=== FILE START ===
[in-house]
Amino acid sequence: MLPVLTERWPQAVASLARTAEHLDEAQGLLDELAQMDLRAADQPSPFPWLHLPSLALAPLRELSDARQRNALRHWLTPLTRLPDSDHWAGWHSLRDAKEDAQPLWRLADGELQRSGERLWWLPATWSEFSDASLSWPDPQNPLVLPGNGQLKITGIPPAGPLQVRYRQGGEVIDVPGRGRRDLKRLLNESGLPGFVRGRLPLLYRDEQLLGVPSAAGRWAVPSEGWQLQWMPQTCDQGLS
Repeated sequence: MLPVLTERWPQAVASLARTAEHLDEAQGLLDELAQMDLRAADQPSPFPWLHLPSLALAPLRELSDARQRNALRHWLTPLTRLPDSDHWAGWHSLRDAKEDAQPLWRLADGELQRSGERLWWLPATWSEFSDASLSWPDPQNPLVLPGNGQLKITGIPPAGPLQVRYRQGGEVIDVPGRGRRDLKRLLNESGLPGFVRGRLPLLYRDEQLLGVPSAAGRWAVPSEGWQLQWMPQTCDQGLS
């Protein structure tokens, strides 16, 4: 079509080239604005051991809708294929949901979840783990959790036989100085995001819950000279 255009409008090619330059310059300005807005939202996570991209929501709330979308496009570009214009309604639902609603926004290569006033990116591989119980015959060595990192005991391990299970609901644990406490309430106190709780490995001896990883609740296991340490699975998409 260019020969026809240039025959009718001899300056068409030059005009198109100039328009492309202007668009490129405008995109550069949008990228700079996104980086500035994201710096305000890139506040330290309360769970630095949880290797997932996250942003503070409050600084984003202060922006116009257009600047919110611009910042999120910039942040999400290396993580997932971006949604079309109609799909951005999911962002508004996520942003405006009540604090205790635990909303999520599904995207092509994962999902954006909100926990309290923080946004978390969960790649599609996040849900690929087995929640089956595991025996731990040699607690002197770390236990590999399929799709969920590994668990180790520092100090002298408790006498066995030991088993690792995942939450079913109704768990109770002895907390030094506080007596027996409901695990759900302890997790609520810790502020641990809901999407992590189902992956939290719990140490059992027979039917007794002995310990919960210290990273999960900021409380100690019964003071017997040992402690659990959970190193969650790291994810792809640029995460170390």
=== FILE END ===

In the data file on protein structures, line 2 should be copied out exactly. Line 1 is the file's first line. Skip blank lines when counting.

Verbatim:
Amino acid sequence: MLPVLTERWPQAVASLARTAEHLDEAQGLLDELAQMDLRAADQPSPFPWLHLPSLALAPLRELSDARQRNALRHWLTPLTRLPDSDHWAGWHSLRDAKEDAQPLWRLADGELQRSGERLWWLPATWSEFSDASLSWPDPQNPLVLPGNGQLKITGIPPAGPLQVRYRQGGEVIDVPGRGRRDLKRLLNESGLPGFVRGRLPLLYRDEQLLGVPSAAGRWAVPSEGWQLQWMPQTCDQGLS